If a hierarchy won't be added, consider allowing multiple "contexts" to be selected at once in your selector maybe? Then display all the actions somehow on the same keyboard layout. It would allow folks to modify all the contexts they have selected at once. Would get messy real quick. At least consider it and mention it in the design even if you chose to not do it.

@Jesse Yurkovich (deadpin)
You can already do that. Just add a keymap entry to the 3D View (Global) section (or the Window section which is truly global). This will make it work in any mode, so long as a keymap entry in a specific mode doesn't override it. I think the reason why people add multiple keymap entries is because they want it to be there for only some modes, not every mode.

You can already do that. Just add a keymap entry to the 3D View (Global) section

Not quite, at least for 3D View (Global). Adding a custom keymap entry there doesn't work in Object mode (weirdly enough). It's why e.g. the Subdivision Set operator is duplicated for Object mode explicitly even -- 6 extra keymap entries that are nothing but clutter.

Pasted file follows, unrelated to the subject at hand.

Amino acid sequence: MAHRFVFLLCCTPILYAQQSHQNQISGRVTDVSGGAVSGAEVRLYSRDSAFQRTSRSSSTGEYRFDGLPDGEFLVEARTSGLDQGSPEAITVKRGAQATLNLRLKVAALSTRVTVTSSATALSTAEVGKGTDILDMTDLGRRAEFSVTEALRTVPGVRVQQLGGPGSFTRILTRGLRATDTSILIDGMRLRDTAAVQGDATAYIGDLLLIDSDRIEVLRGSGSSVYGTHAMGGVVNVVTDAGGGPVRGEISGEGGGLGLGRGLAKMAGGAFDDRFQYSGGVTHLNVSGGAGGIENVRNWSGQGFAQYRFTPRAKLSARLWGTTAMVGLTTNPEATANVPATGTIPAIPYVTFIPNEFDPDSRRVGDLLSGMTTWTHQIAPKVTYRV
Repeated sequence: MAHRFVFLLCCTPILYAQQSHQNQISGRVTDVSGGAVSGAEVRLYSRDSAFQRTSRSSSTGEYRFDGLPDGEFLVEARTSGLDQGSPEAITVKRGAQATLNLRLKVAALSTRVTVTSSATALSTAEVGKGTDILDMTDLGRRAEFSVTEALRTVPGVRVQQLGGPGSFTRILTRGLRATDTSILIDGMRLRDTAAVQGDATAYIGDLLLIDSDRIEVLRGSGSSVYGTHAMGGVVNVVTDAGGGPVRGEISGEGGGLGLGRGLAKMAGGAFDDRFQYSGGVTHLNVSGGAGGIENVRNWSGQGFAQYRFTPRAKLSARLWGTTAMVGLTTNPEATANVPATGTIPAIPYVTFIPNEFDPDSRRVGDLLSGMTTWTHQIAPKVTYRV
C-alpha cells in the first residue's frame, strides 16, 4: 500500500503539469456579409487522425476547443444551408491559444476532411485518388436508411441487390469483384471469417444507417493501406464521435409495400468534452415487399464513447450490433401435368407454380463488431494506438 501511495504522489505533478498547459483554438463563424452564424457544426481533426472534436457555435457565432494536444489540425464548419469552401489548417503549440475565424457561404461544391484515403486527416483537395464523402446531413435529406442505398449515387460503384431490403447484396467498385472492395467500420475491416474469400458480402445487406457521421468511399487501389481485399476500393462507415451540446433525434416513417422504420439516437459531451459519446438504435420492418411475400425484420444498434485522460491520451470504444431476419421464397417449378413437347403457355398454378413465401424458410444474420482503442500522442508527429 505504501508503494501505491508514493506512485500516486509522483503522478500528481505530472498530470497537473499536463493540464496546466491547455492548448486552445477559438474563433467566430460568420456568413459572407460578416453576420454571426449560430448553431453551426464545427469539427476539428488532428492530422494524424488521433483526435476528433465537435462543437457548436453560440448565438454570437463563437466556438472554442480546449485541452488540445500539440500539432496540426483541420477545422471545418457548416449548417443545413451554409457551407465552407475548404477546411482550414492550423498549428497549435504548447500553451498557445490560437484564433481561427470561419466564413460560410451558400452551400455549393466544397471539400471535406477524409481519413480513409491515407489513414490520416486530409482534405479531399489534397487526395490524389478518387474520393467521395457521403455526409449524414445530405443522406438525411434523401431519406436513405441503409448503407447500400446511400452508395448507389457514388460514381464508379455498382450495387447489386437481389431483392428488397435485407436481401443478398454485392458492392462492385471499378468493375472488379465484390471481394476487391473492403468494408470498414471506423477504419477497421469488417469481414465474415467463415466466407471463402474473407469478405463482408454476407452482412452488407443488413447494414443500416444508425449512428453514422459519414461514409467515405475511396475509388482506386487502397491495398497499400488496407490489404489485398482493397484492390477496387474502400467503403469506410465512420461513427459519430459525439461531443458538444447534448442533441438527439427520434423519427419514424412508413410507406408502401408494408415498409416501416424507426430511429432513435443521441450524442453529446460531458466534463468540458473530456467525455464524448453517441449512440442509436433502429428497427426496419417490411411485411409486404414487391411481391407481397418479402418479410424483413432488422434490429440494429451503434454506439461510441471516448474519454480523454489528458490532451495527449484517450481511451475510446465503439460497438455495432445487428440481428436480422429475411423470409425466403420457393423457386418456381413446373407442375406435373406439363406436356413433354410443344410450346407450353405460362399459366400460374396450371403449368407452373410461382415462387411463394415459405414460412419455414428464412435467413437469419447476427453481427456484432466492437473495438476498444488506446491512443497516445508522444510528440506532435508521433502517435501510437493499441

Setting at Window level seems like a workaround to a legitimate bug perhaps. Haven't tried it to see if it would work though I wouldn't want my keybinding to work while my cursor is over the outliner (operator shouldn't have to care too much about the region)

If folks are wanting to view multiple contexts at once, I wonder why if not to set the same key in multiple places more easily? All I'm suggesting is if that's really the case, we should fix that problem directly, instead of keeping the older list around (unless there's other reasons to do that)

I think you've found a bug there. When I try working with the Subdivision Set operator in a global context all kinds of weird things happen. In fact the Subdivision Set operator seems to display unexpected behavior (to the user at least) even with the default keymap.

As to why you'd want a large list or to see multiple contexts at once is to get a better overview of whats there, not to mention that lists are easier to scan through than the visual keymap proposed here, and you can also have multiple keymaps open and editable at the same time. Another reason is that sometimes you can't currently just assign to a global context because you actually need a different operator for each context; an example of this is the select all operator. There are many different select all operators like object.select_all, mesh.select_all, curve.select_all, action.select_all, gpencil.select_all, etc. (spread across multiple contexts) that all use the same shortcut (A). Changing the shortcut for this operator is already hard, but without access to a list like we have now it would be much harder.